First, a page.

NEW YORK, AP
Financial employees threaded through concrete barriers and around machine gun-toting police officers as they returned to work Monday following a government warning that terrorists may be planning to strike “iconic” financial institutions.
Police closed several streets in midtown Manhattan and banned trucks from bridges and tunnels leading to Wall Street after the government described possible threats to businesses and banks in New York City, Washington, D.C., and Newark, New Jersey.
Mayor Michael Bloomberg urged residents to go about their normal business, much as they have done during prior terror warnings. To show their confidence in the city’s response to the warning, Bloomberg and Gov. George Pataki rang the opening bell at the stock exchange.
“America and New Yorkers are pulling together here, and they’re not going to be cowed,” Bloomberg said.
Stocks fell only slightly Monday as investors assessed the warnings. The Dow Jones industrial average was off 16.74, or 0.2 percent, in the opening minutes of trading.
Workers on Wall Street — just blocks from the World Trade Center site — showed little concern, saying terror alerts and heavy security have become a part of life.
“You gotta go to work; you can’t stay home all day,” said Daniel Brown, 26, as he arrived at the New York Stock Exchange.
The government named the stock exchange, along with Citigroup Inc. headquarters in New York, the International Monetary Fund and the World Bank buildings in Washington, D.C., and the Prudential Financial Inc. building in Newark as possible targets.
At the Prudential building in Newark, workers unloaded concrete barriers in front and behind the 24 story office building, and police armed themselves with assault rifles.
“I’m a little nervous given the 9-11 situation, but I’m confident Prudential’s doing everything they can to ensure our safety,” said Tracy Swistak, 27, an analyst in the company’s international finance department.
Washington, D.C., Mayor Anthony Williams put the entire city on an orange alert, although the Homeland Security Department has not officially raised the threat level outside financial-sector buildings.
Metropolitan Police Department Chief Charles H. Ramsey said officers would increase patrols and the department will boost the number of checks of vehicles on city roadways. Bomb-sniffing dog teams were being assembled to sweep the area, and closed-circuit security cameras were being turned on around the World Bank-IMF, Ramsey said.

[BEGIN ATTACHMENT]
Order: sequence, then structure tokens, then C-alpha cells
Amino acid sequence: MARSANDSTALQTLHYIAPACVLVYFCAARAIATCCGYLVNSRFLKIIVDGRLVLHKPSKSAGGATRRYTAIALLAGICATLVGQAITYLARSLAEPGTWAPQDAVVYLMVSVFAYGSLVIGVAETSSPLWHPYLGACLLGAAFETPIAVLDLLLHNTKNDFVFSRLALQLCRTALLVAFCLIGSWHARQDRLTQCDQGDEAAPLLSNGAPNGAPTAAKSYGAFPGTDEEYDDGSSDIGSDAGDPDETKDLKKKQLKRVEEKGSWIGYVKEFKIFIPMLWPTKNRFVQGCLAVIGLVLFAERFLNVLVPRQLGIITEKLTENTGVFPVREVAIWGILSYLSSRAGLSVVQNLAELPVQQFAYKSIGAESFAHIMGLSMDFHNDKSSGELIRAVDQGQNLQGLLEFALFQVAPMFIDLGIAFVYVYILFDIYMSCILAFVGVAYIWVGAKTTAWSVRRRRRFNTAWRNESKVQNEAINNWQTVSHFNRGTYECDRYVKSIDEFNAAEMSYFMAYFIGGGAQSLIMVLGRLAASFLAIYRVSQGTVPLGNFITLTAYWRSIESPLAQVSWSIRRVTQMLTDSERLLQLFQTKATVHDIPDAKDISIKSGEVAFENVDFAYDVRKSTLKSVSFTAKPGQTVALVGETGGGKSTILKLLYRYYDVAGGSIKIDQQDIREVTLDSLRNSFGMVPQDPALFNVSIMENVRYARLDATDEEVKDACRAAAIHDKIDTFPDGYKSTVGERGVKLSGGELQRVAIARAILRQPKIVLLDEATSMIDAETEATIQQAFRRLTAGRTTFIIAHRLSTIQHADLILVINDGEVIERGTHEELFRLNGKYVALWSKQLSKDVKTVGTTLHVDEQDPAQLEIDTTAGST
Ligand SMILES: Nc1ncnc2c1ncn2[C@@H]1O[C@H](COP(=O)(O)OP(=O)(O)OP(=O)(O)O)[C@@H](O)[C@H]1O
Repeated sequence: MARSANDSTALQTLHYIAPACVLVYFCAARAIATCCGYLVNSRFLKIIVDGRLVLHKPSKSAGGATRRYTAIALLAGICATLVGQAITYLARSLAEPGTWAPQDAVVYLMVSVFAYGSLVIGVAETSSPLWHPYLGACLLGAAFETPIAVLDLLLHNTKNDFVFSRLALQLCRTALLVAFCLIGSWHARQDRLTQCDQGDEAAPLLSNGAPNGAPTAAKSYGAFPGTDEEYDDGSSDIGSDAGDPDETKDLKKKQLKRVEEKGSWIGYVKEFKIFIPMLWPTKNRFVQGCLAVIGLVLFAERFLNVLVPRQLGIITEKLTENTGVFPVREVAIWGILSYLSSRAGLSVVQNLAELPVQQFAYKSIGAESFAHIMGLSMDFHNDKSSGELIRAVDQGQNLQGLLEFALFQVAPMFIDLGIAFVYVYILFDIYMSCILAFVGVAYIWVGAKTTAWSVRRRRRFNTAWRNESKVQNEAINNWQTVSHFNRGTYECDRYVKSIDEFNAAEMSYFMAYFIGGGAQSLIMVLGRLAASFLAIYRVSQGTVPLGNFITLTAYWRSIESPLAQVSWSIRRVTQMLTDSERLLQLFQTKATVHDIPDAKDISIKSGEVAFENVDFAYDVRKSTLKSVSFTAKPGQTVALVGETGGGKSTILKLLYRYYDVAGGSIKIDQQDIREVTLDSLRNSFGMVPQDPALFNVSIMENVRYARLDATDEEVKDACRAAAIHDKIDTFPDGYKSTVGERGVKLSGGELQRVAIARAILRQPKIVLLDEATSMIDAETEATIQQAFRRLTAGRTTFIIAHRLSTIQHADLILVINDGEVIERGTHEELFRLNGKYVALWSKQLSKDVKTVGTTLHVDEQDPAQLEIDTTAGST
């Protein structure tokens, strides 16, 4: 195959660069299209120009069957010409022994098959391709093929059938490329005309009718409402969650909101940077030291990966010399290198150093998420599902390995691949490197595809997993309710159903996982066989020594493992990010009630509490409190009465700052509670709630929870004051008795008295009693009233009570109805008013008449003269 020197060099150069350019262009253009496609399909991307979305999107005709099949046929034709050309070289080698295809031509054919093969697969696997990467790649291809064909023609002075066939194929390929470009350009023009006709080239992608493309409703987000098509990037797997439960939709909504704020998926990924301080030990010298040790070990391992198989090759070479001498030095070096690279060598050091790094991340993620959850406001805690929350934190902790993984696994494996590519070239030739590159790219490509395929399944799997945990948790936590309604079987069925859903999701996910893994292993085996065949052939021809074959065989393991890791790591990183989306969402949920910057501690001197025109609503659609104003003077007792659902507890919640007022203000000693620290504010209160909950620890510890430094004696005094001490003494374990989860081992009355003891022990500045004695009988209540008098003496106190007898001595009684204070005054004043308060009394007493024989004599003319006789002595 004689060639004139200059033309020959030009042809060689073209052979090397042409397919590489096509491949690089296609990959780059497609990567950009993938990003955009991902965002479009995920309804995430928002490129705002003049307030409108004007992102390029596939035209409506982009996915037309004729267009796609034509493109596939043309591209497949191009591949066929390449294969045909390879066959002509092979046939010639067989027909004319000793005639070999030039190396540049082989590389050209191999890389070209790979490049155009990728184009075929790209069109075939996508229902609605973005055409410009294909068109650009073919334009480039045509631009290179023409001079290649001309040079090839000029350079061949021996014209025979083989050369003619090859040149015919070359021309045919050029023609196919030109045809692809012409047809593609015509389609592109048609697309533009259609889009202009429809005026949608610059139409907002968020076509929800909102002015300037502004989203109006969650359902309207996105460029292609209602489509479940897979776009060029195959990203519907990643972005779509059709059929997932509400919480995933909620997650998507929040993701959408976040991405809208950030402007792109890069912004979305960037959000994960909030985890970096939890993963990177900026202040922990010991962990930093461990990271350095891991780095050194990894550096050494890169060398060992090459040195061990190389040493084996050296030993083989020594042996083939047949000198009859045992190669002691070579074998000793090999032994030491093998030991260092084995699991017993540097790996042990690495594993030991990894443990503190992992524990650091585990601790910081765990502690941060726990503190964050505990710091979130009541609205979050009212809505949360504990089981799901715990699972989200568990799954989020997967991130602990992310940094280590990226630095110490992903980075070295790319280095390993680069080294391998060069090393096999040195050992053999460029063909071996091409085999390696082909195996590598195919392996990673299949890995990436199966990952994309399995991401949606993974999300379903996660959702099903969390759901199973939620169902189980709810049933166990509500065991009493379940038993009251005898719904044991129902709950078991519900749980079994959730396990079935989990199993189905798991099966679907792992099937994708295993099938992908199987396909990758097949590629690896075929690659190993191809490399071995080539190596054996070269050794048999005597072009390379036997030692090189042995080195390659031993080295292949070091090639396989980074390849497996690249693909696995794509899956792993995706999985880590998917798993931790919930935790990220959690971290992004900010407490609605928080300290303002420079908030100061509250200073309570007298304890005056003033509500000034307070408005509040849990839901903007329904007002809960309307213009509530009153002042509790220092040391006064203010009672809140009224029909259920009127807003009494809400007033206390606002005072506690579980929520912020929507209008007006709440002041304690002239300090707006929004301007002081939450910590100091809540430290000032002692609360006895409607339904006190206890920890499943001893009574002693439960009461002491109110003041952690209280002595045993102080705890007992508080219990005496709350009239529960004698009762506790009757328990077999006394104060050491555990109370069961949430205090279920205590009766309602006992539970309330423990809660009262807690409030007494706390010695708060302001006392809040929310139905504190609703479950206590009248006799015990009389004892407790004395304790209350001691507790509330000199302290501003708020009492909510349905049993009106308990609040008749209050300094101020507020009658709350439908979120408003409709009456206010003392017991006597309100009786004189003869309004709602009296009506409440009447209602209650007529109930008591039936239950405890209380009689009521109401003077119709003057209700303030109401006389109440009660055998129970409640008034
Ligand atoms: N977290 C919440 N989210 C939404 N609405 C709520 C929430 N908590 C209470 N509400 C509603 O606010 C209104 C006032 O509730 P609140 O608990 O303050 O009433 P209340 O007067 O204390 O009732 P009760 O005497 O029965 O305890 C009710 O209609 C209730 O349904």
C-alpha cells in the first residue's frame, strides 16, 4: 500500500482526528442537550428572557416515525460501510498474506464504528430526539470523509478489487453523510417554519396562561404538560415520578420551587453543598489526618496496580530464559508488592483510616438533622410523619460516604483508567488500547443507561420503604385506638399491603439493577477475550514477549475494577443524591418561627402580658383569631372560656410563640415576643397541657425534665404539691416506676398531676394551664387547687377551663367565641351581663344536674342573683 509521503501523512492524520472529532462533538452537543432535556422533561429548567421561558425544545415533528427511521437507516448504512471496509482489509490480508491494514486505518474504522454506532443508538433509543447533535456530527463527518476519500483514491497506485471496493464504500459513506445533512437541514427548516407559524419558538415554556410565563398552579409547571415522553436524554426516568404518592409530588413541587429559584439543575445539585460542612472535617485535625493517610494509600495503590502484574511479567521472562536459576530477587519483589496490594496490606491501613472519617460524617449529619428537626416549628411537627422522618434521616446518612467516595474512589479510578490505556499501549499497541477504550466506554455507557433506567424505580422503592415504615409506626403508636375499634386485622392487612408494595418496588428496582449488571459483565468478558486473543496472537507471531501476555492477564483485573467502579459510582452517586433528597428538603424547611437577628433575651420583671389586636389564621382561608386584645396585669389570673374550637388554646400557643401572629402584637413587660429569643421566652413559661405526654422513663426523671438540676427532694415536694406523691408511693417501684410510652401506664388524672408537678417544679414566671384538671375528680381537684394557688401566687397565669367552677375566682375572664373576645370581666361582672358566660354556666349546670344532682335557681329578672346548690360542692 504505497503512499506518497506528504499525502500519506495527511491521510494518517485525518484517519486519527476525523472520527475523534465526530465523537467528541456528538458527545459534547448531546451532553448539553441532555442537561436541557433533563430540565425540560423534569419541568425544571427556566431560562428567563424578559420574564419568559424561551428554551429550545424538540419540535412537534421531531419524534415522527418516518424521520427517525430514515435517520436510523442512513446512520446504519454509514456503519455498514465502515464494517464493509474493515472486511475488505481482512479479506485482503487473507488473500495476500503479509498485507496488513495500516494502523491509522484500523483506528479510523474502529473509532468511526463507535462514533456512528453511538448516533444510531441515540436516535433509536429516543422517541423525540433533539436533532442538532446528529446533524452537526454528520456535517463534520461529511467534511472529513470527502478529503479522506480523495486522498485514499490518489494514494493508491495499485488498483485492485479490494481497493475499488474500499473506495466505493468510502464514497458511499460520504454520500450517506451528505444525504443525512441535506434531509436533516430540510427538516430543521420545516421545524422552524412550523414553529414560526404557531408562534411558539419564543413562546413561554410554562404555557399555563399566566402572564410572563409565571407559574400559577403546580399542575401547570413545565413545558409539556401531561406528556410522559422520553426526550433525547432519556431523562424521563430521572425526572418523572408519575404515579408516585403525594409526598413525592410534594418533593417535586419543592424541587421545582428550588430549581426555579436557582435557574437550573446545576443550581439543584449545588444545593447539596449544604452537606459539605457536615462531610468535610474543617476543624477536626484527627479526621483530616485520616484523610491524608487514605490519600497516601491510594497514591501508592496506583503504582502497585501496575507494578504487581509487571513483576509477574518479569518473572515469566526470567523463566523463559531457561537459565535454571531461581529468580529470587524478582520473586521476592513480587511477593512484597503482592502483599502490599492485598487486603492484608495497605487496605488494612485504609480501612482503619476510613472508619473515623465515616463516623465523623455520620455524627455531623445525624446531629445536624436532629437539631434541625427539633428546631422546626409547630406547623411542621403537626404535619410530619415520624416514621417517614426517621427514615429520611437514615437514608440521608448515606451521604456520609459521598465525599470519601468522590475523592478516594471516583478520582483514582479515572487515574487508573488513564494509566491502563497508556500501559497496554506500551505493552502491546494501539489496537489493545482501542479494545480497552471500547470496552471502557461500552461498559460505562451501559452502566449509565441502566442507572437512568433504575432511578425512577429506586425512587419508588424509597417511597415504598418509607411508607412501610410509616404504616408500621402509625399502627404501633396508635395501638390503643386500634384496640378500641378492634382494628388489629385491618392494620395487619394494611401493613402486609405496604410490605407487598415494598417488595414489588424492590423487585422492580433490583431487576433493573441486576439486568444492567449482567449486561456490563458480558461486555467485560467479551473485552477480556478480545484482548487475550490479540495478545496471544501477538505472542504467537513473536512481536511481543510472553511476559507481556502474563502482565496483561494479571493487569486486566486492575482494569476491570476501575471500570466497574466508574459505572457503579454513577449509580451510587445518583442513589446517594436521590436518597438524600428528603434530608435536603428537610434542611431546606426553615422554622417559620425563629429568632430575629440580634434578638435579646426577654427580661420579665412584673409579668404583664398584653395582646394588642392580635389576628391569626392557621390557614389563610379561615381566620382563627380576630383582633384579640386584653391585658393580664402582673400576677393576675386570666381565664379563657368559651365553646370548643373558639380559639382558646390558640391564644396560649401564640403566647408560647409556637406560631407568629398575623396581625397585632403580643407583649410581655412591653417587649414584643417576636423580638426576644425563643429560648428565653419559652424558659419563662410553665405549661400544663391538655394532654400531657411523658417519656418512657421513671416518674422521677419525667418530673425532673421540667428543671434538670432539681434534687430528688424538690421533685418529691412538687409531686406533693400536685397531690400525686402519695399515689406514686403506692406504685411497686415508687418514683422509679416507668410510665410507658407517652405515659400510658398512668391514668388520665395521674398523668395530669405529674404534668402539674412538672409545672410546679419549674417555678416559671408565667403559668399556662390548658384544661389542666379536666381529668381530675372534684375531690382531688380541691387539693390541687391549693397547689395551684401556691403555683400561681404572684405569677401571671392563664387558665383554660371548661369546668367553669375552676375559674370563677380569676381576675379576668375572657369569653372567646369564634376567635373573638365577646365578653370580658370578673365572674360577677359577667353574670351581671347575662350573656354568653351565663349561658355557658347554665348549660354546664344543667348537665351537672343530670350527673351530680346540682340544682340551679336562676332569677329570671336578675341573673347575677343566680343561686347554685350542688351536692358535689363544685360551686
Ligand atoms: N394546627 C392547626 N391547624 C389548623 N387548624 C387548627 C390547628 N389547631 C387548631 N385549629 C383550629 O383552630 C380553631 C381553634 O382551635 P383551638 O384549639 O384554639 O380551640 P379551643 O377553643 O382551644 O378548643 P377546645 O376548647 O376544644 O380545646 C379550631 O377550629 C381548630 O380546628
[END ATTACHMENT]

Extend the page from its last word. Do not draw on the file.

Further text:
“We will be greatly enhancing our presence along with the private security that’s already there,” he said.
Workers at the 59-story Citigroup Center were funneled through an entrance where guards checked identification and examined bags. Extra police teams were visible around the building, the third-largest in midtown Manhattan.
“It’s definitely a scary building to be working in when we’re a big target,” said Chip Persons, 35, who works on the 24th floor.
Trucks and vans were forbidden to enter the city through the Brooklyn Battery Tunnel and the Holland Tunnel, which lead to lower Manhattan from Brooklyn and New Jersey, respectively. Trucks were instead diverted to the Lincoln Tunnel and the George Washington Bridge in upper Manhattan, police said.
“It’s seriously anxiety provoking,” Robert O’Donnell said as he took a Metro-North train from Connecticut to his job next to the Citigroup Center building in Manhattan.
The marketing executive acknowledged having second thoughts about going to work, but concluded, “You can’t live like that.”
New York Police Commissioner Raymond Kelly said police were advising other large businesses to safeguard their heating, ventilation and air conditioning systems.
On Sunday night he accompanied police officials from the counterterrorism bureau and the intelligence division to brief the security directors of 13 major financial institutions: Morgan Stanley, Nasdaq, American Stock Exchange, Lehman Bros., Goldman Sachs, Federal Reserve Bank, Bear Stearns, Wachovia, AIG, Citigroup, MetLife, JP Morgan Chase and the New York Stock Exchange.